Plaza deck’s present many obstacles to waterproofing correctly. Browse through our compiled articles and hopefully avoid these obstacles before faced with a problem.
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Peter D’Antonio has been with Sarnafil Roofing and Waterproofing Systems for more than 20 years in a variety of sales, marketing, and man agement positions. Mr. D’Antonio currently acts as the Waterproofing Manager and National Sales Manager of Educational Facilities at Sarnafil. An active RCI member since 1988, he has also served on the Board of Directors for the Sealant, Waterproofing, and Restoration Institute (SWRI), the Boston Chapter of CSI, and is currently on the Executive Committee of the US Department of Energy’s Rebuild America Program. Peter resides in New Hampshire. He can be reached at peter.d’ firstname.lastname@example.org .
systems and design. Many of these papers have focused on contrasting system types, material advantages, and recommended
standards. In most cases, these articles may be viewed as plaza deck waterproofing primers since they are based on both a generic material analysis and a general level of waterproofing experience. Despite advances in material technology and installation
experience, however, there unfortunately continues to be an increase in leaks, litigation, and premature replacement of plaza deck systems. Although it is easy for designers and manufacturers
to blame workmanship for most problems, certain safeguards
by all parties could be taken to forestall problems. This article is intended to review several important concepts that should be applicable to most deck waterproofing projects. The concepts are not original but are based on observations accumulated
from more than a thousand plaza deck applications, mostly rehab projects completed over the past 12 years.
Concept 1: One size does not fit all. The system from the last application may not be the best choice for the current project.
Los Angeles Chapter, May/June 2006.
issues change. In this article we will look at a plaza deck building system in order to understand
how it was originally constructed, expectations for its life expectancy, how to extend the life of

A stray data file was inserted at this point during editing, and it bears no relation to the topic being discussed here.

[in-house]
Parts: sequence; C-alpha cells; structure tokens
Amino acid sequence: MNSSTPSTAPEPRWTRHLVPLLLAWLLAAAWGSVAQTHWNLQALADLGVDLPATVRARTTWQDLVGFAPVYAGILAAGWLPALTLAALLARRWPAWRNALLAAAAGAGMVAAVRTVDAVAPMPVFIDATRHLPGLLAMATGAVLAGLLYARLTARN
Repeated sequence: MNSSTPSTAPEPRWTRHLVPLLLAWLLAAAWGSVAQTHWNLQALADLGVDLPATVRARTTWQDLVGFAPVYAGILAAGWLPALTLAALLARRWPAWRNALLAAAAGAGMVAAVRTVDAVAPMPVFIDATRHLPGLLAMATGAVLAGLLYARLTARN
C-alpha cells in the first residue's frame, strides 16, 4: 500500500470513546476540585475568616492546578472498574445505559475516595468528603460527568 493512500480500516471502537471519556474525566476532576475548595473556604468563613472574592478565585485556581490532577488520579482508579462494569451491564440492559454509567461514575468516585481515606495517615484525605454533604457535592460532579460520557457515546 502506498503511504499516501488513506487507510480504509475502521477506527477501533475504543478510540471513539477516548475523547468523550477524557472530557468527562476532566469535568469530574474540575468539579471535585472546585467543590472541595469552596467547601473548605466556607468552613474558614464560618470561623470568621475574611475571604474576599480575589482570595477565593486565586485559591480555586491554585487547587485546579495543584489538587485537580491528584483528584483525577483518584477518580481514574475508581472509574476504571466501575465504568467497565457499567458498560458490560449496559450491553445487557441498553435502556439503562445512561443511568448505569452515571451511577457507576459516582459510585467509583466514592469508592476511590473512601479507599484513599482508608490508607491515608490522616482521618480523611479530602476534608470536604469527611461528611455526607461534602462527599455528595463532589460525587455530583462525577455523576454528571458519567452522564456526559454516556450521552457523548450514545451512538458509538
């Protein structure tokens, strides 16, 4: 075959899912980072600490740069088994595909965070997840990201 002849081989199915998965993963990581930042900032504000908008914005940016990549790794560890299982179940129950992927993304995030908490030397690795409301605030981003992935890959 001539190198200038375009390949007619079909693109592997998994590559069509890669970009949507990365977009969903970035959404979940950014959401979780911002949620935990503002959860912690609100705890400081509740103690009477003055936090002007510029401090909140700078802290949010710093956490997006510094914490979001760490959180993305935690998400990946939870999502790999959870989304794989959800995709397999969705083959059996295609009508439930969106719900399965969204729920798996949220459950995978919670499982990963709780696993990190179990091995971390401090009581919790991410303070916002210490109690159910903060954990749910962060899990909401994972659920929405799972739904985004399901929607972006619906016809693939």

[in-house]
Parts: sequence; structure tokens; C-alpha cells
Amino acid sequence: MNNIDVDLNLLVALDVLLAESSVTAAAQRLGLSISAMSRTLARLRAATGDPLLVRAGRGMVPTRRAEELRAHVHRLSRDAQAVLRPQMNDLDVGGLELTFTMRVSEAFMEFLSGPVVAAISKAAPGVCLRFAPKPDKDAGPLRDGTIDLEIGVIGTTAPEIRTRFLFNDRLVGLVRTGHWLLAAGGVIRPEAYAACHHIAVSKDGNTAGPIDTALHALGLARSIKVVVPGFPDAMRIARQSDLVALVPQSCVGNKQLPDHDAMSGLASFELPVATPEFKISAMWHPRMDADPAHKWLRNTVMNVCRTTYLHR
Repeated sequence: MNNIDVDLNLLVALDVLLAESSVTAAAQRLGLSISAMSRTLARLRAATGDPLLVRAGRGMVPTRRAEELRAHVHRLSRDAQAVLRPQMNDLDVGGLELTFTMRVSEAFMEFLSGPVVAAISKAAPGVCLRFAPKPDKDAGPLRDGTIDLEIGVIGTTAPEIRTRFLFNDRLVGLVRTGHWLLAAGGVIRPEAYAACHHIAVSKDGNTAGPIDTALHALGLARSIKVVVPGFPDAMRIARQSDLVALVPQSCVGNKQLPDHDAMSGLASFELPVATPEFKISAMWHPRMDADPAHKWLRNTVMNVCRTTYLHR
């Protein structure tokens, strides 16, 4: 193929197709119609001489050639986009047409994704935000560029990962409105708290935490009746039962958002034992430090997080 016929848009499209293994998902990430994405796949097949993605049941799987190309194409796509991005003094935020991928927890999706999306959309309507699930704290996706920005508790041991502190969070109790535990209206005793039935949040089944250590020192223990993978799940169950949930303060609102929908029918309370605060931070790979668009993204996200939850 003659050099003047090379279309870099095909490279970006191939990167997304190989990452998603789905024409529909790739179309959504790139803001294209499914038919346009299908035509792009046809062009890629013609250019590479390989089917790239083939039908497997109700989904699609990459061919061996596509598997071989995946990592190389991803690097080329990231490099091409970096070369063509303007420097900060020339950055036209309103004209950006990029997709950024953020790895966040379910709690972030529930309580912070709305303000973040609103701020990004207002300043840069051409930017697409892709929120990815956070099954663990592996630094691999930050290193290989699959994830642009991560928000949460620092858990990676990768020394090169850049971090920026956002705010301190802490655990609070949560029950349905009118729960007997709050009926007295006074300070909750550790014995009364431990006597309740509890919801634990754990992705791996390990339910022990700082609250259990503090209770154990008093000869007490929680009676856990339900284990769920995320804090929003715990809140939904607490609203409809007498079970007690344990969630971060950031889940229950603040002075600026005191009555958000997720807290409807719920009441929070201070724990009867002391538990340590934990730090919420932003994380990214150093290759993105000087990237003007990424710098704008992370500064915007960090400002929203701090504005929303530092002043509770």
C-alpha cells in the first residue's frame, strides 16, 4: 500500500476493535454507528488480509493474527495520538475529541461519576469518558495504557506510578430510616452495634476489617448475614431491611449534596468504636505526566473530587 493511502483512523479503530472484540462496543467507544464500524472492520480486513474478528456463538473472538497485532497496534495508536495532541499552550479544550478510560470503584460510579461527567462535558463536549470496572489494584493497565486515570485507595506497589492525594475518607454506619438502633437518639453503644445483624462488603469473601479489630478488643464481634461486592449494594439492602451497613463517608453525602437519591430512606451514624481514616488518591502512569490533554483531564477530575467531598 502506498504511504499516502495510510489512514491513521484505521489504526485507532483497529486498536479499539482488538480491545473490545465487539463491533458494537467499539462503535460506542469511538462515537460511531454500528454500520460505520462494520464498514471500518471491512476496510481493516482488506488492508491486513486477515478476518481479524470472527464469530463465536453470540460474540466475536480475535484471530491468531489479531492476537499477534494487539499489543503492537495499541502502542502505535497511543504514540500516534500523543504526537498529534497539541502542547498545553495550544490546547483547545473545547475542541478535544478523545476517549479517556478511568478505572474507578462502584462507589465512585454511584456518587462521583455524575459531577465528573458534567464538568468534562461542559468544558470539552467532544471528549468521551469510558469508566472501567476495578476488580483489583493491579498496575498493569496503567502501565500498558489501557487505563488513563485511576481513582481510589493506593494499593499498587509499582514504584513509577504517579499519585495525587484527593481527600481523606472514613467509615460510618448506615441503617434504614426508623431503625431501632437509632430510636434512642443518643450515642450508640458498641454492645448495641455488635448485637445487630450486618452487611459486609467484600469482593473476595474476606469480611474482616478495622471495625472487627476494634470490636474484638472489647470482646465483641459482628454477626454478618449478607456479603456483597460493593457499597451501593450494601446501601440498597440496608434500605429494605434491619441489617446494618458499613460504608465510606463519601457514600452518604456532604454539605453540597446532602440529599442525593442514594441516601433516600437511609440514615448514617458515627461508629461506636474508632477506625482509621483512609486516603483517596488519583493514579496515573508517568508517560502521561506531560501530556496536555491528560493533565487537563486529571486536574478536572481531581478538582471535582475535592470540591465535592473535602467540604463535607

the system, and ultimately how and when to replace the waterproofing.
Many apartment complexes and associations are constructed with a structural concrete deck
above one or more levels of subterranean parking. Generally there are a number of separate
residential buildings built on top of the structural concrete deck. For the purpose of this article,
we are calling the area in between the buildings the plaza deck. This plaza deck is generally the
common area and is enriched with walkways, landscaping, planters, exterior lighting, and
sometimes amenities such as tennis courts, swimming pools or spas.
Plaza deck construction varies but generally the structural concrete portion of the assembly is
about 12” thick with two layers of steel reinforcement, one at the top and one at the bottom of the
pour. Rebar should have 2” concrete cover.
and Waterproofing Systems for five years. He currently serves
as the product manager for the U.S. waterproofing division
based in Sarnafil’s corporate office in Canton, MA. Prior to
this position, he was the national retail and strategic
accounts manager for the roofing division. Before joining
Sarnafil, Whittemore held various waterproofing sales and
product management positions during a 20-year career at W.
R. Grace & Co.
Creating a leak-free building is one of the greatest challenges
in our industry. Fixing leaks after the fact is even more challenging, especially on plaza decks. Plaza decks incorporate extensive overburden
systems, depending on their use. If there is a leak, the waterproofing membrane may be buried under tons of reinforced concrete,
heavy pavers or pavement, soil, and plantings. The removal and replacement of such overburdens represent a significant cost to the building owner.
Even the most successful waterproofing systems require maintenance or replacement
at some point during the life cycle of the building. A waterproofing system is made up of multiple components, and the failure of one component can lead to the failure
of the entire system. The fix is expensive
– many times more than the original cost. The situation is further compounded because the building is likely to be occupied and in use at the time of the repair.
READ GARY’S WHOLE ARTICLE BY CLICKING ON THE TITLE ABOVE.